Log In | Contact Us | View Cart (0 items)
Browse: Collections Digital Content Subjects Creators Record Groups

Dake Engine Company (1887-) | Historical Construction Equipment Association

Name: Dake Engine Company (1887-)


Historical Note:

Grand Haven, Michigan was prospering in 1887. The fishing and shipping industries were flourishing. Visitors came by rail and boat for the sandy beaches and to relax at the numerous elegant spas.

On January 7, 1887 the Dake Engine Company was founded by a group of ten local businessmen. A new invention, the double reciprocating, square piston steam engine recently patented by William F. Dake, had caught the interest of the principals of the lumber firm of Wyman and Cairns. It was the lumbering industry that brought prosperity to the region and by 1887 the forests were largely depleted to rebuild Chicago after the fire of 1871.

The Dake engine quickly gained worldwide acceptance and by 1893 was awarded a medal at the World’s Columbian Exposition in Chicago. Because the engines were powered by steam and there was no danger of sparks, Dake engines were used in coal mines and for the extensive subway and railroad tunnel construction that was transforming the country at the beginning of the 20th century.

Perhaps it was Dake’s river front location and proximity to Great Lakes shipping, but soon marine equipment such as steam-powered steering gear, anchor windlasses, capstans, and hoists became a major portion of Dake’s business. In 1911, Dake gained a foundry in a merger with the Campbell foundry.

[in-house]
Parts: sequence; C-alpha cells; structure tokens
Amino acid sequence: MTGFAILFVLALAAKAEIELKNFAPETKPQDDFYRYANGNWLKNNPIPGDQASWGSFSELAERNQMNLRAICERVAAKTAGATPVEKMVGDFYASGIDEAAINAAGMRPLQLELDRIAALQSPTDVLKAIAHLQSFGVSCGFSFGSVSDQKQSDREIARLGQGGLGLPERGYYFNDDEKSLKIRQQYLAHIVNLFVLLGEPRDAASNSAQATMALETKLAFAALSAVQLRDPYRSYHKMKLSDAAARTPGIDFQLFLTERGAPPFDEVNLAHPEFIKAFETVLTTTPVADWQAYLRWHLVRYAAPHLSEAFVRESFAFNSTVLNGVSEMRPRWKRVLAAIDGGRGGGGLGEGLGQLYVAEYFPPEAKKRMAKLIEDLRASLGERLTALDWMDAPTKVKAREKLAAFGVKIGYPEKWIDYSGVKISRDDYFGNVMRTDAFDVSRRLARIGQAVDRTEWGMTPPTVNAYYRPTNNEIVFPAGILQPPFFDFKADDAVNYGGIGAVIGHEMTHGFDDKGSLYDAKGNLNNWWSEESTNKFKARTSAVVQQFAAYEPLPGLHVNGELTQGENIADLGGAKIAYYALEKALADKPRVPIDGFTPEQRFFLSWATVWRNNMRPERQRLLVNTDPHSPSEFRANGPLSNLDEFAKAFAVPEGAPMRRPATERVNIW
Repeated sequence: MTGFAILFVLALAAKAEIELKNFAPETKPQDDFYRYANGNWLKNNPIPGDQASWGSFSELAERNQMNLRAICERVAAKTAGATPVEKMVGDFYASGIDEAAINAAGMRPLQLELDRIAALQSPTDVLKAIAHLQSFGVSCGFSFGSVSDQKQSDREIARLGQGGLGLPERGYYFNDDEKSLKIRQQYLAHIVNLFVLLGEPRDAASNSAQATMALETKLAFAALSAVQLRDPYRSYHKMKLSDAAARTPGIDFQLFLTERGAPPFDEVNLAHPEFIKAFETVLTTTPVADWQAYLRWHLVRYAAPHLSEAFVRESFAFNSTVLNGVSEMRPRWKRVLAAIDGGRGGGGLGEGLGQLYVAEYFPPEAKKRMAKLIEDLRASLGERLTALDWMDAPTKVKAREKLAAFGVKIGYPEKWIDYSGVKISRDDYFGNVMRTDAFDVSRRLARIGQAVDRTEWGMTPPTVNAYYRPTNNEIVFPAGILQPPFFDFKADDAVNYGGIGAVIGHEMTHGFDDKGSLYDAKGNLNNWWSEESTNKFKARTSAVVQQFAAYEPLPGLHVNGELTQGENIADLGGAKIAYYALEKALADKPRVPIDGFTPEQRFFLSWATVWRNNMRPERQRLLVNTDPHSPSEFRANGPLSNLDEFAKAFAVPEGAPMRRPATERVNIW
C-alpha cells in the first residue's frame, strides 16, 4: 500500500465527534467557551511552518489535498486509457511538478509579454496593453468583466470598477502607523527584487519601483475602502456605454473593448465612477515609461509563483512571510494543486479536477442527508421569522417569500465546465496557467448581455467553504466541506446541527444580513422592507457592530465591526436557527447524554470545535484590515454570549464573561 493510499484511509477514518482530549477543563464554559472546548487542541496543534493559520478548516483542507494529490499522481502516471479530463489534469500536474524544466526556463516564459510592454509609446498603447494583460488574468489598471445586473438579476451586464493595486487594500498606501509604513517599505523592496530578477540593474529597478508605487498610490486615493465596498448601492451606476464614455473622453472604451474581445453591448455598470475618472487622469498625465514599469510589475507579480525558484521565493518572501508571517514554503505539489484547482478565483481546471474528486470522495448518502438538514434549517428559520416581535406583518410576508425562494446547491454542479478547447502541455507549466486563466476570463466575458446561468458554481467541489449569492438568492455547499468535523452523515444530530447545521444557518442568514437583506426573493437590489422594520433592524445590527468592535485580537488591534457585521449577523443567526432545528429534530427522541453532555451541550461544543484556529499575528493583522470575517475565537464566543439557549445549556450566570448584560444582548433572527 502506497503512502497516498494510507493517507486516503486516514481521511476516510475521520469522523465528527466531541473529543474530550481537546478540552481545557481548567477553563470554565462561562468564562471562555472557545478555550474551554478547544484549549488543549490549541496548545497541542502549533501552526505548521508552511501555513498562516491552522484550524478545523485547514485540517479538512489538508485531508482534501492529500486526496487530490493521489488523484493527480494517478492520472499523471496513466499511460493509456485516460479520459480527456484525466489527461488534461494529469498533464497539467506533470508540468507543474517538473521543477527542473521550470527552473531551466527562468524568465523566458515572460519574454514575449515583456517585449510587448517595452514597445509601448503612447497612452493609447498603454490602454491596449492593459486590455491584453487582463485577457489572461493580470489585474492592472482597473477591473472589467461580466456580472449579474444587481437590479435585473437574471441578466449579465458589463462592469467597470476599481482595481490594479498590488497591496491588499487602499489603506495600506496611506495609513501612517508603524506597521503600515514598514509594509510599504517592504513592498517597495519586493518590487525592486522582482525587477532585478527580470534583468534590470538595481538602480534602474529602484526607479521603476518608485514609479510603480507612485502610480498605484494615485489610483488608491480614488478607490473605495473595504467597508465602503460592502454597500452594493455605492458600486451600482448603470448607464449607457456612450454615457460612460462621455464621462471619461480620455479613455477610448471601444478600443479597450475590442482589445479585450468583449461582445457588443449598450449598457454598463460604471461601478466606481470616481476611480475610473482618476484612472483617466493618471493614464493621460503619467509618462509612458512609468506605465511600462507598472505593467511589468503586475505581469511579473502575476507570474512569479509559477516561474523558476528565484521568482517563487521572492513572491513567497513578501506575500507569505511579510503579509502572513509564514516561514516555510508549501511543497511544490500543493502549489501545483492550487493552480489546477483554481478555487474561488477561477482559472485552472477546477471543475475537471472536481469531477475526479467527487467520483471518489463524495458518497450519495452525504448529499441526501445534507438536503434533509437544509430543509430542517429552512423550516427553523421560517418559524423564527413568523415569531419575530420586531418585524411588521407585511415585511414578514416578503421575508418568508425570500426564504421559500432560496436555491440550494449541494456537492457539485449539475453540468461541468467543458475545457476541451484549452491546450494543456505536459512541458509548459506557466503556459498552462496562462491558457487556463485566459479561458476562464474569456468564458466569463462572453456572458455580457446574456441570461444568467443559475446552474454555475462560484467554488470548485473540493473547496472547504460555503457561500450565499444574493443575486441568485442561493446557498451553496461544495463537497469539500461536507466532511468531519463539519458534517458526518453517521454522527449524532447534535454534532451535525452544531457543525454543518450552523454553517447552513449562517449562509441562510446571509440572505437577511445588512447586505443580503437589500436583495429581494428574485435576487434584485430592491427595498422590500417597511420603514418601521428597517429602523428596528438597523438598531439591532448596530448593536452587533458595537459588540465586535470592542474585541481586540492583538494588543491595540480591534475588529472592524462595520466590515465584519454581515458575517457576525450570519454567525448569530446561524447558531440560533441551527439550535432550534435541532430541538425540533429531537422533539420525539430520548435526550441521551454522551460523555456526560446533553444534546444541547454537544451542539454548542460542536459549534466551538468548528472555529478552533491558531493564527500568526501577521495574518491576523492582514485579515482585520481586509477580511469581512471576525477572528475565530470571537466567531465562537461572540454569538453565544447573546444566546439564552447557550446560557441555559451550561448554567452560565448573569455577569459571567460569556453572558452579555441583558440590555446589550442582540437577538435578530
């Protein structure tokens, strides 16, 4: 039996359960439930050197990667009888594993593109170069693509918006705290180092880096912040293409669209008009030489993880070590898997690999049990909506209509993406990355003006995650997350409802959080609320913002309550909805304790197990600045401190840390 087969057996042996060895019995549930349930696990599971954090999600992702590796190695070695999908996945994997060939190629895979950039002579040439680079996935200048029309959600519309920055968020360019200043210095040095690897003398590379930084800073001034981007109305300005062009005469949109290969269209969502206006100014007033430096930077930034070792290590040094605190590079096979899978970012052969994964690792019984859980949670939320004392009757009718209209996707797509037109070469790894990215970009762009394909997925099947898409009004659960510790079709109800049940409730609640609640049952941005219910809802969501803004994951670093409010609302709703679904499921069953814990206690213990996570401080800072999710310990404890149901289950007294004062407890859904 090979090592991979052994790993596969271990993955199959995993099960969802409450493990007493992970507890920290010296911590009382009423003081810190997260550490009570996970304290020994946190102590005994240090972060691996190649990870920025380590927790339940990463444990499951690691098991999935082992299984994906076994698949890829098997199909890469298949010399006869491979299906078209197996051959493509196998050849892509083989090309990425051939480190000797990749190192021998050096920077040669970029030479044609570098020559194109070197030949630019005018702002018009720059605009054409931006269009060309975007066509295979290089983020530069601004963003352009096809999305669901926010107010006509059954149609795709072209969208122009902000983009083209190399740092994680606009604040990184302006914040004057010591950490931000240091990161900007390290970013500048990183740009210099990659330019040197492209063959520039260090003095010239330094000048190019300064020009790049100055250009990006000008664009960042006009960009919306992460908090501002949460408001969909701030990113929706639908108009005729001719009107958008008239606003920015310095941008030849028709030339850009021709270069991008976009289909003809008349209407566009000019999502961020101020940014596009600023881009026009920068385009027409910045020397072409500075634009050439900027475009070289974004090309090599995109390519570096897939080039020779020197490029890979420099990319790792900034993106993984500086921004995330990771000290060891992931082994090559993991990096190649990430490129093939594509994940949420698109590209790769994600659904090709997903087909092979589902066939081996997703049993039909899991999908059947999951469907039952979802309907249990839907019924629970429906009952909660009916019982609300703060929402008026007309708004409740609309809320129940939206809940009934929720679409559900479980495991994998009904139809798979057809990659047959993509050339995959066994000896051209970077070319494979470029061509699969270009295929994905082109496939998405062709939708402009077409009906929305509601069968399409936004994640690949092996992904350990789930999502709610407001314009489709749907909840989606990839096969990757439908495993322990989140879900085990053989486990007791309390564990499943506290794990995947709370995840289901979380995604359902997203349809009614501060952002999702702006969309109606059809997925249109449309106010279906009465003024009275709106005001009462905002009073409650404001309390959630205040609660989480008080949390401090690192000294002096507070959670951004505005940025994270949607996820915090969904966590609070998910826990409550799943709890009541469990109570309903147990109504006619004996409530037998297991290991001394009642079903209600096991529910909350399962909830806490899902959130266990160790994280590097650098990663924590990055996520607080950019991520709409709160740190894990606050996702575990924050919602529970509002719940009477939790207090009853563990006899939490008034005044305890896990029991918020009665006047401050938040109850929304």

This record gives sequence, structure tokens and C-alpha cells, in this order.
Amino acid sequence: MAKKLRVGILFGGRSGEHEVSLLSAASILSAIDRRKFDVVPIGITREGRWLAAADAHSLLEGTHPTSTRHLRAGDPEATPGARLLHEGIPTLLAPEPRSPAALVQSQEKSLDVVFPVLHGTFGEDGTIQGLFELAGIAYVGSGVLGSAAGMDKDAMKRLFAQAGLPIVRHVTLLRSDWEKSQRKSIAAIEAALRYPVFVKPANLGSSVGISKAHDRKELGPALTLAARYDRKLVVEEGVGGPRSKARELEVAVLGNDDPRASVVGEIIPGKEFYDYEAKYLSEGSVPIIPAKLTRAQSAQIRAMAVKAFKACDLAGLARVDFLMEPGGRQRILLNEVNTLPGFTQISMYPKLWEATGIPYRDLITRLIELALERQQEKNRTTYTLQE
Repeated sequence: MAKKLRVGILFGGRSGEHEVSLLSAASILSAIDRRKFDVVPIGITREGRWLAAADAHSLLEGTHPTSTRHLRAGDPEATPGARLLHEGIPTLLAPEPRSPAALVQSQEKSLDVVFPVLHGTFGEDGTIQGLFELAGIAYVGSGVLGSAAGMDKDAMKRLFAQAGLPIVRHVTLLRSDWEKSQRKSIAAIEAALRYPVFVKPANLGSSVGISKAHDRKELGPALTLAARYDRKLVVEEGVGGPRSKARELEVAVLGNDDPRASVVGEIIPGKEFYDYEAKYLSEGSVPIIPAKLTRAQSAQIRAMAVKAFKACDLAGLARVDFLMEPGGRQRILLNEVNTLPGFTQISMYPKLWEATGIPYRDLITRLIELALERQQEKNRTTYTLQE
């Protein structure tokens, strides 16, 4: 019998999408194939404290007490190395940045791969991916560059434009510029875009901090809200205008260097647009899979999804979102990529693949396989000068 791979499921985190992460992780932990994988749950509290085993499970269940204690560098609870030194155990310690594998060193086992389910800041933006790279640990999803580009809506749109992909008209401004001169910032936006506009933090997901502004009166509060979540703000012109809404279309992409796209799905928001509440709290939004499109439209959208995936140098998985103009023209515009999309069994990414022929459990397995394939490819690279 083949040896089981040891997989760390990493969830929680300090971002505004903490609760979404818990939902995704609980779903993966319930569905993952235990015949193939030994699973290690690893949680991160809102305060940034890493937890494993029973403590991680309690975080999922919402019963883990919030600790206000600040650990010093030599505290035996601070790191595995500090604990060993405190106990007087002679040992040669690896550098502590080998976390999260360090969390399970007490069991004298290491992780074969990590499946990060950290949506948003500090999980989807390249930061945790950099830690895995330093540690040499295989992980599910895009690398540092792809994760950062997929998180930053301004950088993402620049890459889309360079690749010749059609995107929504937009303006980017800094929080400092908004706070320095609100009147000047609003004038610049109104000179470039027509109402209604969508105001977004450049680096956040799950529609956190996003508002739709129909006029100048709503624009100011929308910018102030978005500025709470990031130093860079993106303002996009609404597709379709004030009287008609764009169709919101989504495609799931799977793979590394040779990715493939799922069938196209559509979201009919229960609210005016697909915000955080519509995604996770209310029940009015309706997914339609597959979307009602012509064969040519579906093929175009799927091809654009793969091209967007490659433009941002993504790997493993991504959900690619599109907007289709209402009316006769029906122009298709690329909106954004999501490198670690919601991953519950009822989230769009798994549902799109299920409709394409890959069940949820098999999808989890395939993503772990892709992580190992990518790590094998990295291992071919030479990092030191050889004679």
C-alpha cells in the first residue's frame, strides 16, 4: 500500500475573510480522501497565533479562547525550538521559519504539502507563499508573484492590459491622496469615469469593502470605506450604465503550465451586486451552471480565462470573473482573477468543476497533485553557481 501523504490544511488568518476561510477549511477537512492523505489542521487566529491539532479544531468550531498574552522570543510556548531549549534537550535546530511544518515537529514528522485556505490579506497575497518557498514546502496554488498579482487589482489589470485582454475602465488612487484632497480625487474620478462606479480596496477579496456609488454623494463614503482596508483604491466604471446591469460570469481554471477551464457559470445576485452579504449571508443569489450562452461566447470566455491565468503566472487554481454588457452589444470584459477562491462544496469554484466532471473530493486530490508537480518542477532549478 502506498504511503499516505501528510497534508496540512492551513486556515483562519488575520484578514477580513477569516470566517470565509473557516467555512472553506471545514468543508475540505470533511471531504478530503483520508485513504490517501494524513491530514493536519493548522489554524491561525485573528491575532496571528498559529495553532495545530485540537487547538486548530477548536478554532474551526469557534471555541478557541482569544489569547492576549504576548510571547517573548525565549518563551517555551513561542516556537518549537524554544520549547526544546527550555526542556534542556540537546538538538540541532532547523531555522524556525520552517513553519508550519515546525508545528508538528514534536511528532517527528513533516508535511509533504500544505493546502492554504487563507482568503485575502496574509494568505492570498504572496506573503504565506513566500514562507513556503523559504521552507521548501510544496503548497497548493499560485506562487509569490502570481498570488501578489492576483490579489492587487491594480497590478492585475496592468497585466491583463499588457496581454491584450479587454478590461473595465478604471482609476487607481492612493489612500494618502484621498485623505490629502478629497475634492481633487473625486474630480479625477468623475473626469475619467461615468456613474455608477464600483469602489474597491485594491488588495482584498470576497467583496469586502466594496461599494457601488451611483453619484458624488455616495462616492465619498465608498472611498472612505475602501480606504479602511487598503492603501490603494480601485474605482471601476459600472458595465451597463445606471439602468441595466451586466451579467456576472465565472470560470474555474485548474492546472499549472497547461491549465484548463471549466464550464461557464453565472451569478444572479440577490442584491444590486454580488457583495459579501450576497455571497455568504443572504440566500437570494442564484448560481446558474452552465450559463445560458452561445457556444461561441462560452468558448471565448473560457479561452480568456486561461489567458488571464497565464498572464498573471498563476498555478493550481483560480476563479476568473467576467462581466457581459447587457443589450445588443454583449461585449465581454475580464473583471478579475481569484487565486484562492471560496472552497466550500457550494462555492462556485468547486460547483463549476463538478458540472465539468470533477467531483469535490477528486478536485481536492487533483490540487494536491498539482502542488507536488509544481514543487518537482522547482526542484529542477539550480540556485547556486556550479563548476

As the 1930s drew to a close, company management became aware that the original square piston steam engine could no longer support the company. The steam age was ending. A new era lie ahead.

World War II gave Dake the surge of orders it needed to stay afloat and soon the company was operating at full steam again. New 50 and 100 hp air and steam engines were developed for the war effort. Dake

manufactured more than 10,000 steam engines, steering gears, windlasses, and capstans for the Liberty ships, the cargo ships that were mass produced to replace merchant ships destroyed by the war.

At the end of the war, Dake purchased a line of arbor presses and hand-hydraulic presses. By the mid-1950s, the small line of presses had expanded to 170 models. A move to a new factory in 1957 gave Dake room and capacity to expand into larger custom-engineered hydraulic presses. Soon Dake was shipping 250 to 600 ton presses all over the world for a wide variety of manufacturing applications such as straightening props in shipyards, compression molding jet engine components, die tryout, steel rule die cutting floppy disks, and straightening steel bars and plates.

In 1985, Dake purchased the Johnson metal cutting band saw product line from Kysor International of Cadillac, Michigan. The new product line featured horizontal and vertical band saws. The next year, 1986, Dake also began selling circular cold saws. In 1988, Dake added mitering and fully automatic horizontal band saws. The Parma line of gravity feed vertical band saws was added in 1999.

Dake was a pioneer on the web and participated in early test sites on the internet. Since then, Dake has made many new friends and kept up with old acquaintances on the Dake web site.

A whole new generation is learning about Dake by watching Dake presses and saws used regularly on such popular television shows as Orange County Choppers, The Great Biker Build-Off, Trucks, X-treme 4x4, Muscle Car, and Horse Power.

The heritage of the iconic Dake cast iron, steam engine lives on in the Dake products for the 21st century. Wherever people use their hands to work with metal, there is a need for a Dake product. The families at Dake, both past and present, appreciate the unique opportunity to work with the good people who use Dake products to write more chapters to the Dake story.

Sources: Adapted from http://www.dakecorp.com/company.asp





Page Generated in: 0.07 seconds (using 107 queries).
Using 5.85MB of memory. (Peak of 5.99MB.)

Powered by Archon Version 3.21 rev-3
Copyright ©2017 The University of Illinois at Urbana-Champaign